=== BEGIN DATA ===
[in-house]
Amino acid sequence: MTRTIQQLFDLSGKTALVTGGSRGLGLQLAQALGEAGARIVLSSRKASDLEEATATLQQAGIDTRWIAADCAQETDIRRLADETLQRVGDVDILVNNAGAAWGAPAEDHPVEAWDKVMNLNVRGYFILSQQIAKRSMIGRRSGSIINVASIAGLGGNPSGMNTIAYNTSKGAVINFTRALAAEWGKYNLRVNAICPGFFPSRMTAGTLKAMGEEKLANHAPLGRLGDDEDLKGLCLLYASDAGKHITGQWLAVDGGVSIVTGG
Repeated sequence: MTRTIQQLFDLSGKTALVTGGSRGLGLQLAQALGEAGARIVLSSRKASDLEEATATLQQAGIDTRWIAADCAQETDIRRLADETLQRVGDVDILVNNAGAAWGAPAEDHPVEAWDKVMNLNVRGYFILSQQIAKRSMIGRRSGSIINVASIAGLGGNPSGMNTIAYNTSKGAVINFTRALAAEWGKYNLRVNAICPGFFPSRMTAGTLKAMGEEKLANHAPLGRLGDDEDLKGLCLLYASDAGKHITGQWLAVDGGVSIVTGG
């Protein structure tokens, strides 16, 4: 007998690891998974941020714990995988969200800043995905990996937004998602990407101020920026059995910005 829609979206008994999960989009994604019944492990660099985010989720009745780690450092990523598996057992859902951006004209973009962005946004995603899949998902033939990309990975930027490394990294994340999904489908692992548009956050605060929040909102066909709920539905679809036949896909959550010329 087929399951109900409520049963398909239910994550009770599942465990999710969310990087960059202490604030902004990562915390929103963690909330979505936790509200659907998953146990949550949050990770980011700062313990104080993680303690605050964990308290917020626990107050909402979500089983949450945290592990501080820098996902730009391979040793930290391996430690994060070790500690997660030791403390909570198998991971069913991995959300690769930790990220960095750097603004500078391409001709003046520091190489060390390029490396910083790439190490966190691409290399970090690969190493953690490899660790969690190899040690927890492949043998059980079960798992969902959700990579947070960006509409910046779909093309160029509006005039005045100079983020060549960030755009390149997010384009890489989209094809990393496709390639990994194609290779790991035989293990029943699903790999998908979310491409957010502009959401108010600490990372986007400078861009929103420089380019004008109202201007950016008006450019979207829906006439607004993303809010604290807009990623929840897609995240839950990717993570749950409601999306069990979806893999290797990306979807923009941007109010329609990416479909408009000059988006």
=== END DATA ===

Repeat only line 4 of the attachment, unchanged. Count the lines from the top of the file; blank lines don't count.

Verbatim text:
């Protein structure tokens, strides 16, 4: 007998690891998974941020714990995988969200800043995905990996937004998602990407101020920026059995910005 829609979206008994999960989009994604019944492990660099985010989720009745780690450092990523598996057992859902951006004209973009962005946004995603899949998902033939990309990975930027490394990294994340999904489908692992548009956050605060929040909102066909709920539905679809036949896909959550010329 087929399951109900409520049963398909239910994550009770599942465990999710969310990087960059202490604030902004990562915390929103963690909330979505936790509200659907998953146990949550949050990770980011700062313990104080993680303690605050964990308290917020626990107050909402979500089983949450945290592990501080820098996902730009391979040793930290391996430690994060070790500690997660030791403390909570198998991971069913991995959300690769930790990220960095750097603004500078391409001709003046520091190489060390390029490396910083790439190490966190691409290399970090690969190493953690490899660790969690190899040690927890492949043998059980079960798992969902959700990579947070960006509409910046779909093309160029509006005039005045100079983020060549960030755009390149997010384009890489989209094809990393496709390639990994194609290779790991035989293990029943699903790999998908979310491409957010502009959401108010600490990372986007400078861009929103420089380019004008109202201007950016008006450019979207829906006439607004993303809010604290807009990623929840897609995240839950990717993570749950409601999306069990979806893999290797990306979807923009941007109010329609990416479909408009000059988006």